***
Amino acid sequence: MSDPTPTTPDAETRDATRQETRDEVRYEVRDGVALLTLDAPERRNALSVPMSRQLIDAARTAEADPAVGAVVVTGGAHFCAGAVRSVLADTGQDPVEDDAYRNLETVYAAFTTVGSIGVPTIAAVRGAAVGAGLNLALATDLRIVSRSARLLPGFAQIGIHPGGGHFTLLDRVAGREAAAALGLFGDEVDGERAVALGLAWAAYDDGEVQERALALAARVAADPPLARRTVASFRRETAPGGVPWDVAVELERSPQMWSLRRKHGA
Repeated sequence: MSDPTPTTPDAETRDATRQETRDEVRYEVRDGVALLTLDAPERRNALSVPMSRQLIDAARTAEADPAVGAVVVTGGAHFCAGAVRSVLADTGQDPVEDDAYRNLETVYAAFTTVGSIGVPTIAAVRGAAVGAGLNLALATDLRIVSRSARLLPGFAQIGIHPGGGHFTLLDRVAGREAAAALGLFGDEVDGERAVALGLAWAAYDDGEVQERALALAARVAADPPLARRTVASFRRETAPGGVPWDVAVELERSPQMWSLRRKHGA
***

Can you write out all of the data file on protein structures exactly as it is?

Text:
Amino acid sequence: MSDPTPTTPDAETRDATRQETRDEVRYEVRDGVALLTLDAPERRNALSVPMSRQLIDAARTAEADPAVGAVVVTGGAHFCAGAVRSVLADTGQDPVEDDAYRNLETVYAAFTTVGSIGVPTIAAVRGAAVGAGLNLALATDLRIVSRSARLLPGFAQIGIHPGGGHFTLLDRVAGREAAAALGLFGDEVDGERAVALGLAWAAYDDGEVQERALALAARVAADPPLARRTVASFRRETAPGGVPWDVAVELERSPQMWSLRRKHGA
Repeated sequence: MSDPTPTTPDAETRDATRQETRDEVRYEVRDGVALLTLDAPERRNALSVPMSRQLIDAARTAEADPAVGAVVVTGGAHFCAGAVRSVLADTGQDPVEDDAYRNLETVYAAFTTVGSIGVPTIAAVRGAAVGAGLNLALATDLRIVSRSARLLPGFAQIGIHPGGGHFTLLDRVAGREAAAALGLFGDEVDGERAVALGLAWAAYDDGEVQERALALAARVAADPPLARRTVASFRRETAPGGVPWDVAVELERSPQMWSLRRKHGA